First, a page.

Nintendo may be knocked for its reliance on franchises, but games like Super Mario Galaxy show that the company can innovate within such storied series. The Legend of Zelda series, on the other hand, has suffered through good-but-not-great sequels, struggling to resonate with gamers the way Ocarina of Time once did.
A Link Between Worlds shows us that, at long last, Nintendo understands what made the classic top-down Zelda games so special. The end result is a game that's destined to be as revered as its inspiration, A Link to the Past.
The connection to LTTP makes it easy to shrug off this newer entry as merely an imitator that stands on the shoulders of giants. Superficially, that's true. It owes a large part of its visual identity to the SNES classic, particularly in the world layout. But to me, that just made the accomplishment more impressive. Comparing itself to such a revered classic could have made its flaws more glaring, so the entire concept was an innately risky proposition. To quote The Wire: "you come at the king, you best not miss."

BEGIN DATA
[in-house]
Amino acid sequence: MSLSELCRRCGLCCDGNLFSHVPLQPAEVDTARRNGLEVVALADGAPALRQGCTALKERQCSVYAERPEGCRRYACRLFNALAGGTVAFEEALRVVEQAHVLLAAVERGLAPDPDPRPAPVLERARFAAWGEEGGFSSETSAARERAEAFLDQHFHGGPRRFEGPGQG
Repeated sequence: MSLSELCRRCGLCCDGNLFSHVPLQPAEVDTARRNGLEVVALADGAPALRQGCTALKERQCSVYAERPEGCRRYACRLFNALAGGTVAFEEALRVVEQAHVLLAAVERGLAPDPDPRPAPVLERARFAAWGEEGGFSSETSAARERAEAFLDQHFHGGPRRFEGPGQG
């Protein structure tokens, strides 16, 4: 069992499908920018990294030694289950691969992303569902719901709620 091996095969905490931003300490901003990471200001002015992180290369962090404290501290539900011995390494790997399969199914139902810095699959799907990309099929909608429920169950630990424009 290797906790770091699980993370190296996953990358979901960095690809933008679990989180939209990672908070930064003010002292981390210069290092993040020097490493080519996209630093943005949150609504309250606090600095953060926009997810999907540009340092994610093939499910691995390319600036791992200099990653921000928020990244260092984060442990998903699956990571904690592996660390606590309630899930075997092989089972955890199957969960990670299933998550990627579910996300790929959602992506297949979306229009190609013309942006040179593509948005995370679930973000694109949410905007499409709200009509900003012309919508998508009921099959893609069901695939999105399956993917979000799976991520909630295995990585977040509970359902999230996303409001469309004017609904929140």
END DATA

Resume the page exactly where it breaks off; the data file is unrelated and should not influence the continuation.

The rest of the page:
While Worlds keeps many mechanics from the SNES game, Nintendo smartly did away with many Zelda staples. The item rental shop solved three legacy design problems at once: it made the game less linear, made dungeon loot more valuable and varied, and fixed the economy. The wall-painting mechanic, which I was sure would be a tacked-on gimmick, became a perfectly natural way to take advantage of the space. And the transition to 3D models and emphasis on providing a smooth 60 FPS made slashing Link's sword at enemies feel better than it ever has.
I've loved Zelda for a long time, but A Link Between Worlds gives me renewed confidence that Nintendo understands how its earned the following that it has. A Link Between Worlds is not only a compelling reason to own a 3DS, it's the reason to be a Zelda fan again.
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